Representative Kevin Brady, a Republican from Texas, briefs reporters on the Republican tax legislation unveiled Thursday. Aaron Bernstein

In theory, the GOP’s provision makes sense. But in context of the rest of the tax plan, it does exactly what it was doing before—benefit the rich.

On Thursday, House Republicans revealed their much-awaited tax reform legislation. One of its most-discussed features is a modification to the mortgage interest tax deduction (MID): The bill proposes capping the mortgages on new homes for which interest can be deducted at $500,000—half of the $1 million in home loans American can currently claim this tax break on.

Taken in a vacuum, this is not a bad move. But in conjunction with the other parts of this Republican tax plan, it achieves the same thing it was doing before: recycling inequality.

Here’s how economist Justin Wolfers explained it on Twitter:

Economists and housing advocates have been making a case for reforming the MID for a while now. The ostensible goal of the MID tax break is to boost homeownership, which research shows it does not actually do. That’s because this subsidy overwhelmingly benefits rich taxpayers, who are already well-positioned to buy homes. In 2014, households bringing in over $100,000 claimed 82 percent of these benefits. It makes sense; these households tend to have larger mortgages, and therefore, higher interest payments to deduct. They are also much more likely to itemize instead of a opting for a standard deduction, because they get a lot more cash back that way.

But even among MID beneficiaries, the folks who take out mortgages higher than $500,000 are few and far in between. According to a National Low-Income Housing Coalition (NLIHC) report, only 5 percent of total mortgages taken out in between 2012 and 2014 were over this threshold. Most of these were concentrated in a few coastal housing hotspots in Washington D.C., Hawaii, and California. Here’s a breakdown by geography:

(National Low Income Housing Coalition)

MID, in other words, is “a generous public-housing program for the rich,” as sociologist and Evicted author Matthew Desmond wrote in the New York Times Magazine. For that reason, housing advocates like NLIHC support a $500,000 mortgage limit, estimating that it would save the government $95.5 billion over a decade. They also recommend converting the deduction to a tax credit to fold in households who do not currently benefit.

Are there drawbacks to these modifications? Eh, perhaps. In places where housing is already in short supply, home values might decrease modestly with a drop in demand, economist Edward Glaeser told Desmond in his Times article. “Most homeowners wouldn’t even feel it,” he added. (Some have suggested capping the mortgage amount even further or getting rid of MID altogether—although those measures would be even a harder pass for the rich people who currently gain from the tax break.)

So when viewed as a stand-alone provision, the MID modification proposed by the House Republicans seems like it’s on the right track. And it would be—if the billions gained in revenue were to go toward funding housing choice vouchers to help cash-strapped renters live in half-decent areas, or to the National Housing Trust Fund, which helps provide permanently affordable housing for the poorest families. Instead, the revenue would be used to pay for modifications to the estate tax, corporate tax, state and local tax deductions, and other provisions that would disproportionately benefit the richest of the rich, analysts and advocates say.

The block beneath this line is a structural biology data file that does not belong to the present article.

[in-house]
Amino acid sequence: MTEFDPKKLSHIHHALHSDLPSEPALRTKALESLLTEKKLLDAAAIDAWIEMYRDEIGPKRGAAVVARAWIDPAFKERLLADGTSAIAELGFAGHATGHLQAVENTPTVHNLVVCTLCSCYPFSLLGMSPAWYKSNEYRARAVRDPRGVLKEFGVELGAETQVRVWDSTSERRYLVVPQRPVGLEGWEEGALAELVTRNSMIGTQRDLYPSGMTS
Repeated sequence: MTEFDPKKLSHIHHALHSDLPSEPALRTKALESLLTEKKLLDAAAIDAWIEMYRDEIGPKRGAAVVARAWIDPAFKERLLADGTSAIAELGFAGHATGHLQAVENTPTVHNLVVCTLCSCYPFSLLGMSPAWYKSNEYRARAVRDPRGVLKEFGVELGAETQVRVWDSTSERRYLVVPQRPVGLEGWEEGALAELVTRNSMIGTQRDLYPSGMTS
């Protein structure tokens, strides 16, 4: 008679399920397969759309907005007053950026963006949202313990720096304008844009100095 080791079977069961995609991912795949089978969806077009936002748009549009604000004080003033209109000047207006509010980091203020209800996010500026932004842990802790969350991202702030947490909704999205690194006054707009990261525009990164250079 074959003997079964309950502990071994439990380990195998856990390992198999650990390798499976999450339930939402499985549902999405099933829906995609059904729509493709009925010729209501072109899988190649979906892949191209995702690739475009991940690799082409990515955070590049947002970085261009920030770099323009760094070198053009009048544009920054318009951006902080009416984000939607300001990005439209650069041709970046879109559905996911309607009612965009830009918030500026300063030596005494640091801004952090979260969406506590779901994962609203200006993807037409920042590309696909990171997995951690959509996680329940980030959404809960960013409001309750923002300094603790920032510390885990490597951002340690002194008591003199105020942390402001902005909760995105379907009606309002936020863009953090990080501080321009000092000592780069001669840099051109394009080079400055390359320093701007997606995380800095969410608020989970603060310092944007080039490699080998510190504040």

“The tradeoff is that revenue is going to even higher-income people,” says Chye-Ching Huang, deputy director of federal tax policy at the Center on Budget and Policy Priorities, in a press call today. “It’s tilted towards the top.”

For what it’s worth, this provision in its current form isn’t a huge hit in general—home builders, Realtors, and even some Republicans hailing from areas that benefit from MID are voicing their displeasure. Perhaps it isn’t meant to be a good-faith effort to fix a broken policy; it is just sleight-of-hand that would end up making that policy’s essential inequities even worse.

About the Author

Most Popular

  1. A photo of a Google employee on a bicycle.
    Equity

    How Far Will Google’s Billion-Dollar Bay Area Housing Plan Go?

    The single largest commitment by a private employer to address the Bay Area’s acute affordable housing crisis is unique in its focus on land redevelopment.

  2. Equity

    Berlin Will Freeze Rents for Five Years

    Local lawmakers agreed to one of Europe’s most radical rental laws, but it sets the stage for a battle with Germany’s national government.

  3. A person tapes an eviction notice to the door of an apartment.
    Equity

    Why Landlords File for Eviction (Hint: It’s Usually Not to Evict)

    Most of the time, a new study finds, landlords file for eviction because it tilts the power dynamic in their favor—not because they want to eject their tenants.

  4. Environment

    Paris Wants to Grow ‘Urban Forests’ at Famous Landmarks

    The city plans to fill some small but treasured sites with trees—a climate strategy that may also change the way Paris frames its architectural heritage.

  5. A photo of a new apartment building under construction in Boston.
    Equity

    In Massachusetts, a ‘Paper Wall’ of Zoning Is Blocking New Housing

    Despite the area’s progressive politics, NIMBY-minded residents in and around Boston are skilled in keeping multi-family housing at bay.

×